MBIA Insurance Corp. could run out of capital by 2014 if deterioration of its portfolio continues at average market trends, according to an independent analysis by CreditSights published Friday.
In a worst-case scenario should MBIA lose a series of lawsuits, the company could be illiquid even sooner.
MBIA Insurance is a guarantor of global structured finance products and non-U.S. public finance guarantees. Its domestic public finance portfolio was ceded to a new entity — National Public Finance Guarantee Corp. — in a contentious company restructuring in February 2009.
That reduced its claims-paying resources from $15.0 billion to $8.8 billion, an amount the New York Insurance Department believed sufficient to pay any expected claims. But while the company continues in run-off, its claims-paying resources were reduced to $6.5 billion by year-end, according to parent MBIA annual 10K filing with the Securities and Exchange Commission.
CreditSights, projecting continued losses based on the types of assets guaranteed by MBIA Insurance — but not on specific exposures — ran solvency tests to determine when the company might run short of cash.
It projects losses of $3.0 billion in the current year, $2.4 billion for each of the next two years, and $1.7 billion in 2013. In sum, the next four years should see $9.5 billion of claims-paying losses, not including offsetting factors such as investment income or expected premium earnings.
Chuck Chaplin, chief financial officer of MBIA, questioned the validity of those projections in an e-mailed statement.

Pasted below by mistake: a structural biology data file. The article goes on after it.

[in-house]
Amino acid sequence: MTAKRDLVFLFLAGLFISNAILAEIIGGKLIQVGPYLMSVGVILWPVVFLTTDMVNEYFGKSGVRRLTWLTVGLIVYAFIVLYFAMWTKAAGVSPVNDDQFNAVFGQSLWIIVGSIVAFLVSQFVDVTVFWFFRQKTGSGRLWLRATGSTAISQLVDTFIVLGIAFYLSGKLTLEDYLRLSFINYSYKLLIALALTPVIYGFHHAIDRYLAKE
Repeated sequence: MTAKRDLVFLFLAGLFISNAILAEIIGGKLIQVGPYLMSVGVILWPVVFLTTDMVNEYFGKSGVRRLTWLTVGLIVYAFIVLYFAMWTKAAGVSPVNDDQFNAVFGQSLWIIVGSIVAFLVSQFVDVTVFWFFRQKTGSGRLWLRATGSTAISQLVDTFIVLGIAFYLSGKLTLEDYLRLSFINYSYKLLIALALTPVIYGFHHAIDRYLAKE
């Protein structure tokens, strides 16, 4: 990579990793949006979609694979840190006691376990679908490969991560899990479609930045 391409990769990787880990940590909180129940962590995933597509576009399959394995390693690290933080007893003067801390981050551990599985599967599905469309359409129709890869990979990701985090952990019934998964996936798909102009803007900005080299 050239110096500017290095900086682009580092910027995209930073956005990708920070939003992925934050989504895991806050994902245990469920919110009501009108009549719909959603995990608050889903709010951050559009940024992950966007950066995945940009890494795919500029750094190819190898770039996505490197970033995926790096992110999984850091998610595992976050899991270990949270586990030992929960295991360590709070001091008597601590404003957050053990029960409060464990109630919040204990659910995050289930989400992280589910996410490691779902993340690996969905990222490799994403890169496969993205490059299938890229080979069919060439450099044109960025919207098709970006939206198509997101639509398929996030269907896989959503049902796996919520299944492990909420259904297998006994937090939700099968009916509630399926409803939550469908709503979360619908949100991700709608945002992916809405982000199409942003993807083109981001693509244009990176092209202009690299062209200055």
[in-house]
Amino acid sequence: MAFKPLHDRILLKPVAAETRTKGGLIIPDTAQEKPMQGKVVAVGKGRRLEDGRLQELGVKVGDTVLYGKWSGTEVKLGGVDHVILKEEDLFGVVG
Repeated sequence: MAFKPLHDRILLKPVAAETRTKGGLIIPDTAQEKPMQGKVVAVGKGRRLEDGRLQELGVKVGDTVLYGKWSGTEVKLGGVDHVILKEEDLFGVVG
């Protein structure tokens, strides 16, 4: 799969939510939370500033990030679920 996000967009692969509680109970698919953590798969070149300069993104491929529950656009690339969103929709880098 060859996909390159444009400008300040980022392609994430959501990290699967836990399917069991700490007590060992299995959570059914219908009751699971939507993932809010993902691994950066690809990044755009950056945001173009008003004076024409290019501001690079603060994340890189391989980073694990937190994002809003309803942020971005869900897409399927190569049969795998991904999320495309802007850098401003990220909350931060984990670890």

“CreditSights acknowledges significant limitations to their analysis which in our opinion reduces the usefulness of their conclusions,” he wrote. “Based upon current performance trends and a detailed analysis of each transaction in our insured portfolio, we continue to believe that MBIA Insurance Corp. has adequate resources to meet all of its anticipated obligations as they come due.”
Aside from ongoing losses, the future of the company could be determined by whether it receives any money from multiple financial counterparties that allegedly misrepresented certain products and caused the insurer to suffer heavy losses.
As MBIA wrote in its 10K: “While we believe that the originators are contractually obligated to cure, purchase or replace the ineligible loans, if we fail to realize these expected recoveries our loss reserve estimates may not be adequate to cover potential claims.”
CreditSights tried to account for the uncertainty around the ongoing litigation by running stress tests on multiple outcomes.
In the worst-case scenario, assuming that litigation is resolved this year and that MBIA receives none of the “contractual putbacks” it seeks, CreditSights said the insurer could be insolvent before 2011. If the insurer receives 100% of putbacks, which CreditSights estimated to be $7 billion, the company would still be insolvent by 2014.
“The overall takeaway from our analysis is that even successful recovery of the full amount that MBIA currently expects will only buy the company an additional two years before breaching New York State regulatory capital minimums,” the analysts wrote.
In response, Chaplin said MBIA’s projected putbacks “already reflects a substantial discount from the amounts contractually due from the seller servicers.”
He concluded: “We believe CreditSights is significantly overstating future losses and understating the liabilities of the sponsors of the underperforming transactions.”